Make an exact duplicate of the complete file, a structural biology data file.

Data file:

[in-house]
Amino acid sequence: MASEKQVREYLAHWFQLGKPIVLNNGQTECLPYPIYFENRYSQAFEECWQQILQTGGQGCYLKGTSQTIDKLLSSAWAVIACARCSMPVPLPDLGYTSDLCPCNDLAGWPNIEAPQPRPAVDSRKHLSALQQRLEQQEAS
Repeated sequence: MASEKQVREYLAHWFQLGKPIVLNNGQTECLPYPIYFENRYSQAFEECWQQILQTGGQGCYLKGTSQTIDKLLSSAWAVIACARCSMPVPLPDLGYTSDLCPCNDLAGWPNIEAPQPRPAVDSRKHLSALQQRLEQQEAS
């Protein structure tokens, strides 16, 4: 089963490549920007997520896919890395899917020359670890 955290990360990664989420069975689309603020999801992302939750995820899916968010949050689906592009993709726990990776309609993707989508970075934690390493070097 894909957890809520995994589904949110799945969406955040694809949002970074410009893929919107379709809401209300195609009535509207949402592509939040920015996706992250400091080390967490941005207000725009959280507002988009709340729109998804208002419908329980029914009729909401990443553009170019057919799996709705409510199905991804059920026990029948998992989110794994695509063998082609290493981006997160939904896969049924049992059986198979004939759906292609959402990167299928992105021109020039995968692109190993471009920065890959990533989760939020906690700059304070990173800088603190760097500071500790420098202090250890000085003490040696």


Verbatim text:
[in-house]
Amino acid sequence: MASEKQVREYLAHWFQLGKPIVLNNGQTECLPYPIYFENRYSQAFEECWQQILQTGGQGCYLKGTSQTIDKLLSSAWAVIACARCSMPVPLPDLGYTSDLCPCNDLAGWPNIEAPQPRPAVDSRKHLSALQQRLEQQEAS
Repeated sequence: MASEKQVREYLAHWFQLGKPIVLNNGQTECLPYPIYFENRYSQAFEECWQQILQTGGQGCYLKGTSQTIDKLLSSAWAVIACARCSMPVPLPDLGYTSDLCPCNDLAGWPNIEAPQPRPAVDSRKHLSALQQRLEQQEAS
């Protein structure tokens, strides 16, 4: 089963490549920007997520896919890395899917020359670890 955290990360990664989420069975689309603020999801992302939750995820899916968010949050689906592009993709726990990776309609993707989508970075934690390493070097 894909957890809520995994589904949110799945969406955040694809949002970074410009893929919107379709809401209300195609009535509207949402592509939040920015996706992250400091080390967490941005207000725009959280507002988009709340729109998804208002419908329980029914009729909401990443553009170019057919799996709705409510199905991804059920026990029948998992989110794994695509063998082609290493981006997160939904896969049924049992059986198979004939759906292609959402990167299928992105021109020039995968692109190993471009920065890959990533989760939020906690700059304070990173800088603190760097500071500790420098202090250890000085003490040696």